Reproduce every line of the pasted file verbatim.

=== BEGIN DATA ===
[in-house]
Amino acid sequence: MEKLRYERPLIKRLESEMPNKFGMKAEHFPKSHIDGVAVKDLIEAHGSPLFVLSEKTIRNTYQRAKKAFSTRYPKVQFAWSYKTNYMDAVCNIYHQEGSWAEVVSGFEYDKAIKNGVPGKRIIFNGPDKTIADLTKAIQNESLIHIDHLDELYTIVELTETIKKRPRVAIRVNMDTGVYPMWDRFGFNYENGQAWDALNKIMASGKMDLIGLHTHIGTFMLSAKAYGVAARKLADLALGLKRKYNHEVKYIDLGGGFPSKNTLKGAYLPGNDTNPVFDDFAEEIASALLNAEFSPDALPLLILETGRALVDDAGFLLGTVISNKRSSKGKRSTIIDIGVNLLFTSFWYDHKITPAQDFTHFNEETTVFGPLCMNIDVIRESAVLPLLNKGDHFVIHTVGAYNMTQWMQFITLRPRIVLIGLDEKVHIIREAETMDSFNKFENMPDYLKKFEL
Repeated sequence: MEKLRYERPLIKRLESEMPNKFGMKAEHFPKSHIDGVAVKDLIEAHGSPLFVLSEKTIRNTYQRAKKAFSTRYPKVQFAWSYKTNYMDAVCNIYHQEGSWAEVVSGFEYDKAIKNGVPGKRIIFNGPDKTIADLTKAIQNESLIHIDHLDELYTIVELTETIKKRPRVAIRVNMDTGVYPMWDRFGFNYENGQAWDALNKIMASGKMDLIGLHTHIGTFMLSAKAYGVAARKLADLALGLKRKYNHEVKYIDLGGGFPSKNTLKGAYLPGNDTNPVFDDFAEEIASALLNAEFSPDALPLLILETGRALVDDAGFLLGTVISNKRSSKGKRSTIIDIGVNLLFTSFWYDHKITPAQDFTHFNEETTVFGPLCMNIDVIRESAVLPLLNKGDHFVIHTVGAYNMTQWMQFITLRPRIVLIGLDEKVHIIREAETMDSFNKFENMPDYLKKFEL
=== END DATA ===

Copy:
[in-house]
Amino acid sequence: MEKLRYERPLIKRLESEMPNKFGMKAEHFPKSHIDGVAVKDLIEAHGSPLFVLSEKTIRNTYQRAKKAFSTRYPKVQFAWSYKTNYMDAVCNIYHQEGSWAEVVSGFEYDKAIKNGVPGKRIIFNGPDKTIADLTKAIQNESLIHIDHLDELYTIVELTETIKKRPRVAIRVNMDTGVYPMWDRFGFNYENGQAWDALNKIMASGKMDLIGLHTHIGTFMLSAKAYGVAARKLADLALGLKRKYNHEVKYIDLGGGFPSKNTLKGAYLPGNDTNPVFDDFAEEIASALLNAEFSPDALPLLILETGRALVDDAGFLLGTVISNKRSSKGKRSTIIDIGVNLLFTSFWYDHKITPAQDFTHFNEETTVFGPLCMNIDVIRESAVLPLLNKGDHFVIHTVGAYNMTQWMQFITLRPRIVLIGLDEKVHIIREAETMDSFNKFENMPDYLKKFEL
Repeated sequence: MEKLRYERPLIKRLESEMPNKFGMKAEHFPKSHIDGVAVKDLIEAHGSPLFVLSEKTIRNTYQRAKKAFSTRYPKVQFAWSYKTNYMDAVCNIYHQEGSWAEVVSGFEYDKAIKNGVPGKRIIFNGPDKTIADLTKAIQNESLIHIDHLDELYTIVELTETIKKRPRVAIRVNMDTGVYPMWDRFGFNYENGQAWDALNKIMASGKMDLIGLHTHIGTFMLSAKAYGVAARKLADLALGLKRKYNHEVKYIDLGGGFPSKNTLKGAYLPGNDTNPVFDDFAEEIASALLNAEFSPDALPLLILETGRALVDDAGFLLGTVISNKRSSKGKRSTIIDIGVNLLFTSFWYDHKITPAQDFTHFNEETTVFGPLCMNIDVIRESAVLPLLNKGDHFVIHTVGAYNMTQWMQFITLRPRIVLIGLDEKVHIIREAETMDSFNKFENMPDYLKKFEL